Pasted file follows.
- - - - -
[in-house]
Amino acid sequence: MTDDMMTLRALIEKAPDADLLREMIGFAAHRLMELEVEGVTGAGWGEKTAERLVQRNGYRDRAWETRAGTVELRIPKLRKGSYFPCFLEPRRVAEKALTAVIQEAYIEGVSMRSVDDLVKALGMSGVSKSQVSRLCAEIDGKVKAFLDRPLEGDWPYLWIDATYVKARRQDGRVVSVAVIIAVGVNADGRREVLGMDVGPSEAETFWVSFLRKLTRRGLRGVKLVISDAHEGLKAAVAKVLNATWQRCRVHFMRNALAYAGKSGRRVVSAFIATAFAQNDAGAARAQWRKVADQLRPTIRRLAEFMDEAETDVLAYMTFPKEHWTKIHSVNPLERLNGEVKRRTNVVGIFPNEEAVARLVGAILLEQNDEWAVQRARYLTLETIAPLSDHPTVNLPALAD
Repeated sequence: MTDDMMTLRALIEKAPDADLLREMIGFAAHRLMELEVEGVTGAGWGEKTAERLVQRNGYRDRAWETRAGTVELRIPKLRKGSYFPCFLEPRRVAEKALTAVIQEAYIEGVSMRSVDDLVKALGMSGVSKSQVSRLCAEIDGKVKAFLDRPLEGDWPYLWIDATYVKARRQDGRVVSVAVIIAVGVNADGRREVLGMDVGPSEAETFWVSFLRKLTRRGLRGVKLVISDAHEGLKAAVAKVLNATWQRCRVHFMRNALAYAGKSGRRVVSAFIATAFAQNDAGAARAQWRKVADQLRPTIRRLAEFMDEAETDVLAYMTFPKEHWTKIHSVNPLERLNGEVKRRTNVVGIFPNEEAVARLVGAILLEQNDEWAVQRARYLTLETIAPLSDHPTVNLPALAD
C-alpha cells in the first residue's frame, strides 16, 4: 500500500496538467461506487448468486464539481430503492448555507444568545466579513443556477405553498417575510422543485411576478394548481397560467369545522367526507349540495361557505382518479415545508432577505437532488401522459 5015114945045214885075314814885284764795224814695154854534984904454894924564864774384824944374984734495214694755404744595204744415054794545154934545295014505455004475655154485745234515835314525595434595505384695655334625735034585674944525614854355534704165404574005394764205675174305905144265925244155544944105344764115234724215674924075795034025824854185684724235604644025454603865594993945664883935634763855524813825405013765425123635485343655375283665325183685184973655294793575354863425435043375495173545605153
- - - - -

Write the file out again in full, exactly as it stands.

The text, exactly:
[in-house]
Amino acid sequence: MTDDMMTLRALIEKAPDADLLREMIGFAAHRLMELEVEGVTGAGWGEKTAERLVQRNGYRDRAWETRAGTVELRIPKLRKGSYFPCFLEPRRVAEKALTAVIQEAYIEGVSMRSVDDLVKALGMSGVSKSQVSRLCAEIDGKVKAFLDRPLEGDWPYLWIDATYVKARRQDGRVVSVAVIIAVGVNADGRREVLGMDVGPSEAETFWVSFLRKLTRRGLRGVKLVISDAHEGLKAAVAKVLNATWQRCRVHFMRNALAYAGKSGRRVVSAFIATAFAQNDAGAARAQWRKVADQLRPTIRRLAEFMDEAETDVLAYMTFPKEHWTKIHSVNPLERLNGEVKRRTNVVGIFPNEEAVARLVGAILLEQNDEWAVQRARYLTLETIAPLSDHPTVNLPALAD
Repeated sequence: MTDDMMTLRALIEKAPDADLLREMIGFAAHRLMELEVEGVTGAGWGEKTAERLVQRNGYRDRAWETRAGTVELRIPKLRKGSYFPCFLEPRRVAEKALTAVIQEAYIEGVSMRSVDDLVKALGMSGVSKSQVSRLCAEIDGKVKAFLDRPLEGDWPYLWIDATYVKARRQDGRVVSVAVIIAVGVNADGRREVLGMDVGPSEAETFWVSFLRKLTRRGLRGVKLVISDAHEGLKAAVAKVLNATWQRCRVHFMRNALAYAGKSGRRVVSAFIATAFAQNDAGAARAQWRKVADQLRPTIRRLAEFMDEAETDVLAYMTFPKEHWTKIHSVNPLERLNGEVKRRTNVVGIFPNEEAVARLVGAILLEQNDEWAVQRARYLTLETIAPLSDHPTVNLPALAD
C-alpha cells in the first residue's frame, strides 16, 4: 500500500496538467461506487448468486464539481430503492448555507444568545466579513443556477405553498417575510422543485411576478394548481397560467369545522367526507349540495361557505382518479415545508432577505437532488401522459 5015114945045214885075314814885284764795224814695154854534984904454894924564864774384824944374984734495214694755404744595204744415054794545154934545295014505455004475655154485745234515835314525595434595505384695655334625735034585674944525614854355534704165404574005394764205675174305905144265925244155544944105344764115234724215674924075795034025824854185684724235604644025454603865594993945664883935634763855524813825405013765425123635485343655375283665325183685184973655294793575354863425435043375495173545605153